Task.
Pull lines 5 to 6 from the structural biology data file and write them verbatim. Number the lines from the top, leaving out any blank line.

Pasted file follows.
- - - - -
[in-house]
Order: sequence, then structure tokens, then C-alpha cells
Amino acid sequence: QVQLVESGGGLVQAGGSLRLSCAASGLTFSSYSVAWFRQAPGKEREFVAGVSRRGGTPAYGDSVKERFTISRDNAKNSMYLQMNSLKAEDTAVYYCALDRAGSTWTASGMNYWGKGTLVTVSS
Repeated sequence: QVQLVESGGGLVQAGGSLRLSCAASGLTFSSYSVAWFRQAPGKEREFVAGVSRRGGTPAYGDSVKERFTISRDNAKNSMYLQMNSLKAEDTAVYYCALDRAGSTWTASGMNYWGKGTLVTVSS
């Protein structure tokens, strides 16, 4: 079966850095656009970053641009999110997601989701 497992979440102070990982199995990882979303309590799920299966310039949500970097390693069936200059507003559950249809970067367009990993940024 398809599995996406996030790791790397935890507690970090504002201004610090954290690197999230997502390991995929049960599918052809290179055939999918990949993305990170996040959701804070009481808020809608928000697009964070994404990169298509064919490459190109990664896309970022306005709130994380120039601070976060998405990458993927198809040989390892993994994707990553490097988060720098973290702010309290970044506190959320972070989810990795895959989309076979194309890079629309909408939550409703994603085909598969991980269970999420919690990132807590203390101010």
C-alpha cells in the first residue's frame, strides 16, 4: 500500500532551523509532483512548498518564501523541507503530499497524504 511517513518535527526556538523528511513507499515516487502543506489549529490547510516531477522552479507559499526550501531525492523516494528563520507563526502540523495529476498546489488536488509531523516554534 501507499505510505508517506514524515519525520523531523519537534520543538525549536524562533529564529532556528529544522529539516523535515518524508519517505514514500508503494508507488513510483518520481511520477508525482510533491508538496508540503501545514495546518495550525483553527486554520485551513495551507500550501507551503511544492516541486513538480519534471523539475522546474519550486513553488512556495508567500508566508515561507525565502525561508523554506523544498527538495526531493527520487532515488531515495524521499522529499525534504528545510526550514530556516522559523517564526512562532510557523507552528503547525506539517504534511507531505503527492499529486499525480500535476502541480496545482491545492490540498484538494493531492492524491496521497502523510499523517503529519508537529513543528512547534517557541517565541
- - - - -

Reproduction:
């Protein structure tokens, strides 16, 4: 079966850095656009970053641009999110997601989701 497992979440102070990982199995990882979303309590799920299966310039949500970097390693069936200059507003559950249809970067367009990993940024 398809599995996406996030790791790397935890507690970090504002201004610090954290690197999230997502390991995929049960599918052809290179055939999918990949993305990170996040959701804070009481808020809608928000697009964070994404990169298509064919490459190109990664896309970022306005709130994380120039601070976060998405990458993927198809040989390892993994994707990553490097988060720098973290702010309290970044506190959320972070989810990795895959989309076979194309890079629309909408939550409703994603085909598969991980269970999420919690990132807590203390101010």
C-alpha cells in the first residue's frame, strides 16, 4: 500500500532551523509532483512548498518564501523541507503530499497524504 511517513518535527526556538523528511513507499515516487502543506489549529490547510516531477522552479507559499526550501531525492523516494528563520507563526502540523495529476498546489488536488509531523516554534 501507499505510505508517506514524515519525520523531523519537534520543538525549536524562533529564529532556528529544522529539516523535515518524508519517505514514500508503494508507488513510483518520481511520477508525482510533491508538496508540503501545514495546518495550525483553527486554520485551513495551507500550501507551503511544492516541486513538480519534471523539475522546474519550486513553488512556495508567500508566508515561507525565502525561508523554506523544498527538495526531493527520487532515488531515495524521499522529499525534504528545510526550514530556516522559523517564526512562532510557523507552528503547525506539517504534511507531505503527492499529486499525480500535476502541480496545482491545492490540498484538494493531492492524491496521497502523510499523517503529519508537529513543528512547534517557541517565541